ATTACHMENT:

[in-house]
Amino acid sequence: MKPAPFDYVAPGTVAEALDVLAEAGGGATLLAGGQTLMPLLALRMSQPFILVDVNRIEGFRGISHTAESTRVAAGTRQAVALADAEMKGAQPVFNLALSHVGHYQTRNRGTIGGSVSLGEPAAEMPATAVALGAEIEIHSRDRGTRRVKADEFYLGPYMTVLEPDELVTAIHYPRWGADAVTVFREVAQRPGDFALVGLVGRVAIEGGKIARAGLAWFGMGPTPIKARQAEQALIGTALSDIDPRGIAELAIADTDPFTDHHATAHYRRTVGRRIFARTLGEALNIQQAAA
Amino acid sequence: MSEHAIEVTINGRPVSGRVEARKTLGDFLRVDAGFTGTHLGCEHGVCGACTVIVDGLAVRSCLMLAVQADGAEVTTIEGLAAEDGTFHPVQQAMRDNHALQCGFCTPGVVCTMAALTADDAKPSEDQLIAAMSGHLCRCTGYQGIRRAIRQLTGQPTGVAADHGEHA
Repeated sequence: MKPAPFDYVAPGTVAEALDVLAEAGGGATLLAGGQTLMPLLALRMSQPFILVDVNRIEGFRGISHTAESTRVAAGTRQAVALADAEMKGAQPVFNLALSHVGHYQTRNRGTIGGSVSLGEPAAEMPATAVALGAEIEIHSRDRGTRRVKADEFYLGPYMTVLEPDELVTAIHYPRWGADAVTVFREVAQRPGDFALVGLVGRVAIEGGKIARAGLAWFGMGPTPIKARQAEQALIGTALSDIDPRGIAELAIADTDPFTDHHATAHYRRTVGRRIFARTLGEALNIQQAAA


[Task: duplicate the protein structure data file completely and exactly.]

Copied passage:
[in-house]
Amino acid sequence: MKPAPFDYVAPGTVAEALDVLAEAGGGATLLAGGQTLMPLLALRMSQPFILVDVNRIEGFRGISHTAESTRVAAGTRQAVALADAEMKGAQPVFNLALSHVGHYQTRNRGTIGGSVSLGEPAAEMPATAVALGAEIEIHSRDRGTRRVKADEFYLGPYMTVLEPDELVTAIHYPRWGADAVTVFREVAQRPGDFALVGLVGRVAIEGGKIARAGLAWFGMGPTPIKARQAEQALIGTALSDIDPRGIAELAIADTDPFTDHHATAHYRRTVGRRIFARTLGEALNIQQAAA
Amino acid sequence: MSEHAIEVTINGRPVSGRVEARKTLGDFLRVDAGFTGTHLGCEHGVCGACTVIVDGLAVRSCLMLAVQADGAEVTTIEGLAAEDGTFHPVQQAMRDNHALQCGFCTPGVVCTMAALTADDAKPSEDQLIAAMSGHLCRCTGYQGIRRAIRQLTGQPTGVAADHGEHA
Repeated sequence: MKPAPFDYVAPGTVAEALDVLAEAGGGATLLAGGQTLMPLLALRMSQPFILVDVNRIEGFRGISHTAESTRVAAGTRQAVALADAEMKGAQPVFNLALSHVGHYQTRNRGTIGGSVSLGEPAAEMPATAVALGAEIEIHSRDRGTRRVKADEFYLGPYMTVLEPDELVTAIHYPRWGADAVTVFREVAQRPGDFALVGLVGRVAIEGGKIARAGLAWFGMGPTPIKARQAEQALIGTALSDIDPRGIAELAIADTDPFTDHHATAHYRRTVGRRIFARTLGEALNIQQAAA